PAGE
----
byDaniel E. Agnew, Brian F. Pfleger"Constructing polycistronic operons is an advantageous strategy for coordinating the expression of multiple genes in a prokaryotic host. Unfortunately, a basic construct consisting of an inducible promoter and genes cloned in series does not generally lead to optimal results. Here, a combinatorial approach for tuning relative gene expression in operons is presented. The method constructs libraries of post-transcriptional regulatory elements that can be cloned into the noncoding sequence between genes. Libraries can be screened to identify sequences that optimize expression of metabolic pathways, multisubunit proteins, or other situations where precise stoichiometric ratios of proteins are desired."http://bit.ly/ZZjKXx
byHua Jiang , Sayed Ahmad Salehi , Marc D. Riedel , and Keshab K. Parhi"We present a methodology for implementing discrete-time signal processing operations, such as filtering, with molecular reactions. The reactions produce time-varying output quantities of molecules as a function of time-varying input quantities according to a functional specification. This computation is robust and independent of the reaction rates, provided that the rate constants fall within coarse categories. We describe two approaches: one entails synchronization with a clock signal, implemented through sustained chemical oscillations; the other is “self-timed” or asynchronous. We illustrate the methodology by synthesizing a simple moving-average filter, a biquad filter, and a Fast Fourier Transform (FFT). Abstract molecular reactions for these filters and transforms are translated into DNA strand displacement reactions. The computation is validated through mass-action simulations of the DNA kinetics. Although a proof of concept for the time being, molecular filters and transforms have potential applications in fields such as biochemical sensing and drug delivery."http://bit.ly/17V03D3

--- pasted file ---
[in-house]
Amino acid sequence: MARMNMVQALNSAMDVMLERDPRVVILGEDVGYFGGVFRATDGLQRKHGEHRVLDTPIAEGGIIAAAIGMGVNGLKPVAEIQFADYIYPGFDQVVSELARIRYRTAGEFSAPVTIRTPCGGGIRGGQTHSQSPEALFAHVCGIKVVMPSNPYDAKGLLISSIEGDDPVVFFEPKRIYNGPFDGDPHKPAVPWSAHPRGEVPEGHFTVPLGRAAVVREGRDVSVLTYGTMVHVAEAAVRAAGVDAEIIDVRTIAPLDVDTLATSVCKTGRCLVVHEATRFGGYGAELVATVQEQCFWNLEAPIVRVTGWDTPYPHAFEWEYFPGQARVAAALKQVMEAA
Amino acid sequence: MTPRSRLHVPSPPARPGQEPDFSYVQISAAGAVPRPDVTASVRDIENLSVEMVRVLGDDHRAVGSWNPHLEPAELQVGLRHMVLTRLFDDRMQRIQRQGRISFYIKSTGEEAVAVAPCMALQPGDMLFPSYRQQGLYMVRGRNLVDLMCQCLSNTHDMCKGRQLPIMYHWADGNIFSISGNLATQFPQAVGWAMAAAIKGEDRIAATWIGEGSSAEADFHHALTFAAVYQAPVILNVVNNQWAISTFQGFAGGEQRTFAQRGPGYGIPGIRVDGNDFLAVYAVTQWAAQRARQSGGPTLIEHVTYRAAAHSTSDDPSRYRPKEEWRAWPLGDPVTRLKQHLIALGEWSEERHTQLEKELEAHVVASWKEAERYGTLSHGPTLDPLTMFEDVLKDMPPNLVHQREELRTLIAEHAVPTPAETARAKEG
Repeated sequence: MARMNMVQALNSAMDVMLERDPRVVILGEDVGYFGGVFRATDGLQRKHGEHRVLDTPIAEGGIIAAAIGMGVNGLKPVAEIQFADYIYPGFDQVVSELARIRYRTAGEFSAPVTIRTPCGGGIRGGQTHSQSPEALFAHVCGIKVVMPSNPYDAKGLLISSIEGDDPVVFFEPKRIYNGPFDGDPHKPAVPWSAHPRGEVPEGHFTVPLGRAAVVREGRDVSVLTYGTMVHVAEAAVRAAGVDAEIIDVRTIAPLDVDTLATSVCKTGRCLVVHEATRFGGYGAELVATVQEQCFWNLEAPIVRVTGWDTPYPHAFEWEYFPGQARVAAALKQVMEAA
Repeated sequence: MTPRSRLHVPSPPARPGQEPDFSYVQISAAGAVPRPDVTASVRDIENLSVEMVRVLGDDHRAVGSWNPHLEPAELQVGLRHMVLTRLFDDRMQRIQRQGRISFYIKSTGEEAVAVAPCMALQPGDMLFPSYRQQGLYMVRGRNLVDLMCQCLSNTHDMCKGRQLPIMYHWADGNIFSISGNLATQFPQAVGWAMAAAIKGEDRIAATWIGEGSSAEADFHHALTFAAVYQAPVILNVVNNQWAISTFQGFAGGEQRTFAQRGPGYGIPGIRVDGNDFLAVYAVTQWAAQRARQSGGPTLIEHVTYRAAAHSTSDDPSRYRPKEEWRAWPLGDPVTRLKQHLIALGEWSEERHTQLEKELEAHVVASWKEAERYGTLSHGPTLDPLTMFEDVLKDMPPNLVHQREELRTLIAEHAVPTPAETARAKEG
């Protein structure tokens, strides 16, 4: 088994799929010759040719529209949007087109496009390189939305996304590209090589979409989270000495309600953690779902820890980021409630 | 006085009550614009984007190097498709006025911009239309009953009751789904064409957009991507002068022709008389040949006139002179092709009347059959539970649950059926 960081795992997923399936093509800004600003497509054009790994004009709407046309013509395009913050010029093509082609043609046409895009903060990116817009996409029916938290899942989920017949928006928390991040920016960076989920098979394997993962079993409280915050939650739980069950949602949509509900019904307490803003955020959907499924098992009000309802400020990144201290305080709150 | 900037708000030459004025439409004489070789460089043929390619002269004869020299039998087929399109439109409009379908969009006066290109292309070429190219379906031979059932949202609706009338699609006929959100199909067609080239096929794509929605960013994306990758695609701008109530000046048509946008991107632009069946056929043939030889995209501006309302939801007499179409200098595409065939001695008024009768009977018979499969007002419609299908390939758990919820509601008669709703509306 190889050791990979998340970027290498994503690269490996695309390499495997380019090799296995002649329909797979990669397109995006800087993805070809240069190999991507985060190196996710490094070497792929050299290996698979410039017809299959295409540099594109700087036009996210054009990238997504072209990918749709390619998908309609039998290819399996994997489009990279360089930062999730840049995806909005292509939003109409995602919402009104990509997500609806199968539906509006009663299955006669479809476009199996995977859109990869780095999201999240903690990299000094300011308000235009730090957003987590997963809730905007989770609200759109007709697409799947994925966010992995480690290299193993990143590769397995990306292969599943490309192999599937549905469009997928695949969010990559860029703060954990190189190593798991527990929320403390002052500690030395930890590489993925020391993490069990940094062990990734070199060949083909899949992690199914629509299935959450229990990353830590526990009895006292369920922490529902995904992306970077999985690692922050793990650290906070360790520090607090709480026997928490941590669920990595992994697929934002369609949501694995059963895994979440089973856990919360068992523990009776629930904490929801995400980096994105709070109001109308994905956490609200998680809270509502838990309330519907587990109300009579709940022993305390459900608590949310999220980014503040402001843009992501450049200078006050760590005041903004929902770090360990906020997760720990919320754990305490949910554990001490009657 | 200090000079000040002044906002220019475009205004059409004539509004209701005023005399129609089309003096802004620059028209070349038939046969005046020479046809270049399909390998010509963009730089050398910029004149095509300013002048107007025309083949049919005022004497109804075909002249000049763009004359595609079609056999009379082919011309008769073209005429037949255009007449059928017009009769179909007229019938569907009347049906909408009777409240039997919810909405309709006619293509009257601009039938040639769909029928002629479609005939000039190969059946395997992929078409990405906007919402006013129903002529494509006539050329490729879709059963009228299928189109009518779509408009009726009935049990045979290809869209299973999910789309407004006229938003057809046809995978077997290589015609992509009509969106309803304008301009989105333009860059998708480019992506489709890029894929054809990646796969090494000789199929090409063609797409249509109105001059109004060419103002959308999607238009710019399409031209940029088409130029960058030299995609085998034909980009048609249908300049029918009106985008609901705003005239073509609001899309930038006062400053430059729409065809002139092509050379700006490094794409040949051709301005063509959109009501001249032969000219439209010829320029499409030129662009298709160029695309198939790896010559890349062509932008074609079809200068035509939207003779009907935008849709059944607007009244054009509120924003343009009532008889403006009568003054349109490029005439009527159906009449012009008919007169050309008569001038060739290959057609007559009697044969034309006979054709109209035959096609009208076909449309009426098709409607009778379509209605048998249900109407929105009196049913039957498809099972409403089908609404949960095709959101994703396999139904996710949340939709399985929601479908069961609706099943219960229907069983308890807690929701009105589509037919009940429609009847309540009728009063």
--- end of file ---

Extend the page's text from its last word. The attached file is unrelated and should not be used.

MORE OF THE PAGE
byDANIELA HERNANDEZ"The U.S. Supreme Court’s unanimous ruling that naturally occurring genes can’t be patented looks, on the surface, like terrible news for biotech companies. It would appear to strike down thousands of patents claiming intellectual property rights over isolated genetic sequences—the very DNA patents that anchor countless business plans.
Science ministers from the G8 group of the world’s richest countries have jointly endorsed the need to increase access to publicly-funded research.
G8 science ministers endorse open access http://bit.ly/11lJmcJ
Synthetic Biology Lead Technologist Dr Belinda Clarke describes the role of the Technology Strategy Board in the development of this key field with Editor Amy Caddick...